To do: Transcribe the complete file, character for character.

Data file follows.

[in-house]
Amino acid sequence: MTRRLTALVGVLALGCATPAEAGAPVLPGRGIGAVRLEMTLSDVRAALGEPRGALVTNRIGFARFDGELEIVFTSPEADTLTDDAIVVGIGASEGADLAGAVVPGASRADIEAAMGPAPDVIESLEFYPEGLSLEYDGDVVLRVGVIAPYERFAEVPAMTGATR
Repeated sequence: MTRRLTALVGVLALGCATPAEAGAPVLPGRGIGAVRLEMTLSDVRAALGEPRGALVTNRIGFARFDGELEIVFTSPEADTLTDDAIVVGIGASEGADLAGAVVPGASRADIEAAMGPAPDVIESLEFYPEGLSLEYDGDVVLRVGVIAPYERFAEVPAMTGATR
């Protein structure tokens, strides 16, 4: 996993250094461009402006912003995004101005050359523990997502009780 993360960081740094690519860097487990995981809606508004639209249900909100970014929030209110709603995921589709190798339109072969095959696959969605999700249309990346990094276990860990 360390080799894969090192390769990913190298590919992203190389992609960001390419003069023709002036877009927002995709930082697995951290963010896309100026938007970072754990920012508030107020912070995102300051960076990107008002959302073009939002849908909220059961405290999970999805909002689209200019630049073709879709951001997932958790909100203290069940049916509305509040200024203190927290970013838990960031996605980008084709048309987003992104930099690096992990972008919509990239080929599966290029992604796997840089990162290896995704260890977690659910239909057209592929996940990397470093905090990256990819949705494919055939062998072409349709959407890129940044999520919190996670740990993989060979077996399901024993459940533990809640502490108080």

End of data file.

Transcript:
[in-house]
Amino acid sequence: MTRRLTALVGVLALGCATPAEAGAPVLPGRGIGAVRLEMTLSDVRAALGEPRGALVTNRIGFARFDGELEIVFTSPEADTLTDDAIVVGIGASEGADLAGAVVPGASRADIEAAMGPAPDVIESLEFYPEGLSLEYDGDVVLRVGVIAPYERFAEVPAMTGATR
Repeated sequence: MTRRLTALVGVLALGCATPAEAGAPVLPGRGIGAVRLEMTLSDVRAALGEPRGALVTNRIGFARFDGELEIVFTSPEADTLTDDAIVVGIGASEGADLAGAVVPGASRADIEAAMGPAPDVIESLEFYPEGLSLEYDGDVVLRVGVIAPYERFAEVPAMTGATR
């Protein structure tokens, strides 16, 4: 996993250094461009402006912003995004101005050359523990997502009780 993360960081740094690519860097487990995981809606508004639209249900909100970014929030209110709603995921589709190798339109072969095959696959969605999700249309990346990094276990860990 360390080799894969090192390769990913190298590919992203190389992609960001390419003069023709002036877009927002995709930082697995951290963010896309100026938007970072754990920012508030107020912070995102300051960076990107008002959302073009939002849908909220059961405290999970999805909002689209200019630049073709879709951001997932958790909100203290069940049916509305509040200024203190927290970013838990960031996605980008084709048309987003992104930099690096992990972008919509990239080929599966290029992604796997840089990162290896995704260890977690659910239909057209592929996940990397470093905090990256990819949705494919055939062998072409349709959407890129940044999520919190996670740990993989060979077996399901024993459940533990809640502490108080």